CPR Gets A Life-Saving Face-Lift. Make Sure You Update How You Practice CPR.

The new 2010 American Heart Association Guidelines for Cardiopulmonary Resuscitation and Emergency Cardiovascular Care, published by the American Heart Association...
The new 2010 American Heart Association Guidelines for Cardiopulmonary Resuscitation and Emergency Cardiovascular Care, published by the American Heart Association is re-arranging the ABCs of cardiopulmonary resuscitation (CPR). baby cpr, baby is suddenly tired, baby is unresponsive, baby won’t look at me, chest compressions, child cpr, emergency baby care, how to do CPR, how to do rescue breathing, how to save a child’s life, infant cpr, my baby is not moving, rescue breathing, save your baby’s life, sick baby, suddenly ill baby ABC is now being changed to CAB. This is important news for parents, because in an emergency situation, CPR, when performed correctly, can save your child's life. It'll likely take a while for the new CAB guidelines to catch on though. For over 40 years, CPR training has emphasized the ABCs (Airway-Breathing-Compressions) of CPR, which focused on opening a victim's airway first. However, the American Heart Association now says that a safer approach is the CAB system, or Compressions-Airway-Breathing system. Why the change? The American Heart Association says, "In the first few minutes of a cardiac arrest, victims will have oxygen remaining in their lungs and bloodstream, so starting CPR with chest compressions can pump that blood to the victim's brain and heart sooner. Research shows that rescuers who started CPR with opening the airway took 30 critical seconds longer to begin chest compressions than rescuers who began CPR with chest compressions." Basically, by following the new CAB guidelines, the person you're giving CPR to stands a better chance of surviving with less injury if you immediately start chest compressions. The change in the CPR sequence applies to adults, children and infants, but excludes newborns. Compressions should be started immediately on anyone who is unresponsive and not breathing normally. Because there are often changes in infant and child CPR I highly suggest ALL expecting parents take a CPR class and then continue to update their CPR certification when it expires. It's best to take a professional class. Learn more:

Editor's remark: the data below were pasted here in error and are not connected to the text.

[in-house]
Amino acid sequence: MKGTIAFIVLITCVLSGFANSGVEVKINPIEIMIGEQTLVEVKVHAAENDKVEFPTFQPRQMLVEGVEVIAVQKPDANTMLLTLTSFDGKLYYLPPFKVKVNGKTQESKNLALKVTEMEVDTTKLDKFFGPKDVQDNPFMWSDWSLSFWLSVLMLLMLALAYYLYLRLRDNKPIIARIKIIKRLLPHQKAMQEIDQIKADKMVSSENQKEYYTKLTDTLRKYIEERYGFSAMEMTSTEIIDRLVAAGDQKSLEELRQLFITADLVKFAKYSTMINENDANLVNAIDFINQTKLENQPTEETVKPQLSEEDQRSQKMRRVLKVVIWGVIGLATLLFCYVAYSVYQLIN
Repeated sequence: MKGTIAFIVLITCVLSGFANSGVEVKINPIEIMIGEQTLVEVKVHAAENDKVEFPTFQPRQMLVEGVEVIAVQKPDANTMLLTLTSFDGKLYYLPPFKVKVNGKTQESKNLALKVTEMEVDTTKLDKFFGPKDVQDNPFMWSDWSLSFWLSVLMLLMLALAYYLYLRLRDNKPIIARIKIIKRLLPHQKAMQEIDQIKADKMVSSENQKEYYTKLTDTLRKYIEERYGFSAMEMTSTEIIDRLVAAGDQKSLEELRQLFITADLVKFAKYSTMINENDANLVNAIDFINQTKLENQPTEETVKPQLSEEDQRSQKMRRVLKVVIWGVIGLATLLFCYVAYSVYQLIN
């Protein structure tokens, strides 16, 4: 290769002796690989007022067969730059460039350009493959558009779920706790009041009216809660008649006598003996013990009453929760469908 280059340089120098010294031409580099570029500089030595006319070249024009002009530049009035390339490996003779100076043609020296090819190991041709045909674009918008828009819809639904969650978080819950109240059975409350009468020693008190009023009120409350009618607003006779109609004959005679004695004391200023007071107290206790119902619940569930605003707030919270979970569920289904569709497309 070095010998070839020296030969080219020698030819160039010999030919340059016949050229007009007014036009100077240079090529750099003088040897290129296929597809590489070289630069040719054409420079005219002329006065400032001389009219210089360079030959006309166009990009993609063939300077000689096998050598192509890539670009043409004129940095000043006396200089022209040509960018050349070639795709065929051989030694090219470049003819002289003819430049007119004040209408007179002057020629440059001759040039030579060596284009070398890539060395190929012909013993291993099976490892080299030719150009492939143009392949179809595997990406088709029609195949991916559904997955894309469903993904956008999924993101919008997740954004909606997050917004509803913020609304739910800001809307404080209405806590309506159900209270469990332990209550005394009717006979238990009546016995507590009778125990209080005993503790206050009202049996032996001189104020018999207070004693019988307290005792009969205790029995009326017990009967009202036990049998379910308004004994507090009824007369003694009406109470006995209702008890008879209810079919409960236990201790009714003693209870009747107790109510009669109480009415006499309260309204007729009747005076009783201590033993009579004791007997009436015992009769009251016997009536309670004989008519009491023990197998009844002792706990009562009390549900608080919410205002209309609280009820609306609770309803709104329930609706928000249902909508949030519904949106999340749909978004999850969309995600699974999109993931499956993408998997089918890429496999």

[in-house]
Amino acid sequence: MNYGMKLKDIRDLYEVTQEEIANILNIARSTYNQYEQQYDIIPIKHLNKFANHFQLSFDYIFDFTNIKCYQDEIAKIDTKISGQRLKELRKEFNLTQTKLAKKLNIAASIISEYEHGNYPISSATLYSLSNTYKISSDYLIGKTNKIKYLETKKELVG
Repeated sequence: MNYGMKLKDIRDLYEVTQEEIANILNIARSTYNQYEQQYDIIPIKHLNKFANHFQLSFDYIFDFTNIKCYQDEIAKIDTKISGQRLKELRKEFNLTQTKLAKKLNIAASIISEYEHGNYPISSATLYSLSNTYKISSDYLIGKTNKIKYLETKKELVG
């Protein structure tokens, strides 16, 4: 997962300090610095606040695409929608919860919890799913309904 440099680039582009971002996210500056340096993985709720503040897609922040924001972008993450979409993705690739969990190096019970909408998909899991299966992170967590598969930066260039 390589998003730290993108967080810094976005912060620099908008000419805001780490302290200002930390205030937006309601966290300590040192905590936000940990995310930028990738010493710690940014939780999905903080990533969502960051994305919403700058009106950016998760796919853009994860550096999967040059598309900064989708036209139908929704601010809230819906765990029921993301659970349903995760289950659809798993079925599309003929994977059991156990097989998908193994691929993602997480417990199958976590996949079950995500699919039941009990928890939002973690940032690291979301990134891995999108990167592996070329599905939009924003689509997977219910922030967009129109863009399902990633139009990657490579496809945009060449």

Tags: baby cpr baby is suddenly tired baby is unresponsive baby won’t look at me chest compressions child cpr emergency baby care how to do cpr how to do rescue breathing how to save a child’s life my baby is not moving rescue breathing save your baby’s life suddenly ill baby


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